Venetian Doors tell Tale

(taken from previous Sentinel articles)

Each carved wooden door tells a tale about the city of canals thanks to the imagination of Owner Lou Bartfield and the expertise of Artist Alan Thorpe.

Bartfield commissioned the nine doors because; “I wanted in some way to symbolize the wedding between Capitola and California and Venice and Italy since it was the first inspiration for the complex.”

One of the most intricate doors tells the story about two men who fall in love with the most beautiful woman in Venice, unwound in Jaques Offenbach’s opera, “Tales of Hoffman”. The door shows Hoffman, one of Giulietta’s fanciers, slaying Schlemiel, the competing admirer of the lovely lady. Bartfield explained the Giulietta told Hoffman she would only be his if he gave her his reflection in a mirror. That is why the carving is in the shape of a hand mirror and Hoffman’s figure is carved as if he were shattered. Schlemiel, the opera goes, gave up his shadow to woe Giulietta. His slain figure on the door, therefore, lacks form and substance. The carving of Giulietta shows an aloof young women staring down at the scene in slight disinterest.

“Death in Venice”, the Thomas Mann novel about an aging writer who goes to Venice in his declining years to become perplexed by a 12-year old boy, represents Bartfield’s literary tastes on another door.

“I stood in Venice on the Bridge of Sighs, a prison and palace on either side,” is the line from Lord Byron’s poem, “Childe Herald Pilgrimage,” that is depicted on another intricate doorway

The annals of literature on Venice would not be complete without Shakespeare’s “Othello, The Moor of Venice.” The carved door shows the scene from the play where the daughter of the Duke of Venice falls in love with Othello as the Black mercenary tells her tales from his life.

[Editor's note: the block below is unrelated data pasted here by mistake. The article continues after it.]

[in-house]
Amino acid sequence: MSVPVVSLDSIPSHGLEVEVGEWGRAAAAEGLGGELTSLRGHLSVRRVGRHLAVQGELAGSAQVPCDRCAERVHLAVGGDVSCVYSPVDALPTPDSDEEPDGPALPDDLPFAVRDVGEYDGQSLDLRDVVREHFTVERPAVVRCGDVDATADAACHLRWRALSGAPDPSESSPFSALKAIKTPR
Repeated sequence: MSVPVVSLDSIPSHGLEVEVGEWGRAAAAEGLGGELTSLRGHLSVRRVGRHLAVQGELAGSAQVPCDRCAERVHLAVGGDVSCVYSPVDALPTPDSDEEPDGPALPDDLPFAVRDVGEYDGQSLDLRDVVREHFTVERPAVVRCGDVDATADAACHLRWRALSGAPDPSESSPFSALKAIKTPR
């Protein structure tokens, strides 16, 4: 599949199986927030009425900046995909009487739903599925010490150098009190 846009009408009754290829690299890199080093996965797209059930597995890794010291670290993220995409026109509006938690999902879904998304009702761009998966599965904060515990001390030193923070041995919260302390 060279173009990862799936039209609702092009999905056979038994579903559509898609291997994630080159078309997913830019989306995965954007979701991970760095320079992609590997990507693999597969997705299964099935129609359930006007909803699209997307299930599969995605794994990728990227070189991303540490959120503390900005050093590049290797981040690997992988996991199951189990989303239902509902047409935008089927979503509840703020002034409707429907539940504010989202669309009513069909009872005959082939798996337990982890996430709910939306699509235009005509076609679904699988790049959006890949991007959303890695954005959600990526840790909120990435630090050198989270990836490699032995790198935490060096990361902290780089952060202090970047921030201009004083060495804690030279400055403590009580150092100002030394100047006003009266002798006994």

The lion of St. Mark, the patron saint of Venice, has become the symbol of this romantic city and stare’s regally out from one of the Venetian’s doorways. The winged lion image, Bartfield explains, probably came to Venice from Assyria about the time of the Crusades. The clever Venetians managed to turn this pagan image into a Christian symbol.

One whimsical rendition shows Venetian gondolas moored at Capitola’s wharf. Another shows a sailboat out on the bay, reminiscent of the mercantile, naval city Venice once was.

A pelican stares out from one of the doorways, his eye cleverly being the door’s peephole. The Soquel Creek Bridge can be seen from this door and an identical image of the bridge is carved behind the bird.

Capitola’s Victorian homes, train trestle and surfers complete the full swing of these doors that weld the beauty of Venice in with the uniqueness of the Capitola Village.